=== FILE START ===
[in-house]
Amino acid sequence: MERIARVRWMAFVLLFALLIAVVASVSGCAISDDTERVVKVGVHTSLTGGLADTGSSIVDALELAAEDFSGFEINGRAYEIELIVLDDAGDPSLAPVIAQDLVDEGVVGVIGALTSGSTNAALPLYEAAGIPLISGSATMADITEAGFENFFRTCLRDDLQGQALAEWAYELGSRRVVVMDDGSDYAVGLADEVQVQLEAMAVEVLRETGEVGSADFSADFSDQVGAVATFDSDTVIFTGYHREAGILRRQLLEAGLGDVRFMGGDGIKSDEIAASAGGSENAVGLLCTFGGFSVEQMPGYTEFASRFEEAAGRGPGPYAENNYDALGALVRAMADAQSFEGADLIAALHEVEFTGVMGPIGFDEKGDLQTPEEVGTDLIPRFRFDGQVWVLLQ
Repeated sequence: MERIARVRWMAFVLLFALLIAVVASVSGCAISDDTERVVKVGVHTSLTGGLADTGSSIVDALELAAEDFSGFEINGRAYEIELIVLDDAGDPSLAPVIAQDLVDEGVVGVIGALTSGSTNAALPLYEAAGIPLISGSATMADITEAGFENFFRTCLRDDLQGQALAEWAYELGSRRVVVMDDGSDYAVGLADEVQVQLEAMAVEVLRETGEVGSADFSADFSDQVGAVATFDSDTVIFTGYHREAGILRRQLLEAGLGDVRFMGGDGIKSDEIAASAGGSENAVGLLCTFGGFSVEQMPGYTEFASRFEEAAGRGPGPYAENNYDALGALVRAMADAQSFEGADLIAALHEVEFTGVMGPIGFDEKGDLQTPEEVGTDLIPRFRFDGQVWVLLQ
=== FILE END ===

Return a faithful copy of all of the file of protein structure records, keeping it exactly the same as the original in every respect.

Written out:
[in-house]
Amino acid sequence: MERIARVRWMAFVLLFALLIAVVASVSGCAISDDTERVVKVGVHTSLTGGLADTGSSIVDALELAAEDFSGFEINGRAYEIELIVLDDAGDPSLAPVIAQDLVDEGVVGVIGALTSGSTNAALPLYEAAGIPLISGSATMADITEAGFENFFRTCLRDDLQGQALAEWAYELGSRRVVVMDDGSDYAVGLADEVQVQLEAMAVEVLRETGEVGSADFSADFSDQVGAVATFDSDTVIFTGYHREAGILRRQLLEAGLGDVRFMGGDGIKSDEIAASAGGSENAVGLLCTFGGFSVEQMPGYTEFASRFEEAAGRGPGPYAENNYDALGALVRAMADAQSFEGADLIAALHEVEFTGVMGPIGFDEKGDLQTPEEVGTDLIPRFRFDGQVWVLLQ
Repeated sequence: MERIARVRWMAFVLLFALLIAVVASVSGCAISDDTERVVKVGVHTSLTGGLADTGSSIVDALELAAEDFSGFEINGRAYEIELIVLDDAGDPSLAPVIAQDLVDEGVVGVIGALTSGSTNAALPLYEAAGIPLISGSATMADITEAGFENFFRTCLRDDLQGQALAEWAYELGSRRVVVMDDGSDYAVGLADEVQVQLEAMAVEVLRETGEVGSADFSADFSDQVGAVATFDSDTVIFTGYHREAGILRRQLLEAGLGDVRFMGGDGIKSDEIAASAGGSENAVGLLCTFGGFSVEQMPGYTEFASRFEEAAGRGPGPYAENNYDALGALVRAMADAQSFEGADLIAALHEVEFTGVMGPIGFDEKGDLQTPEEVGTDLIPRFRFDGQVWVLLQ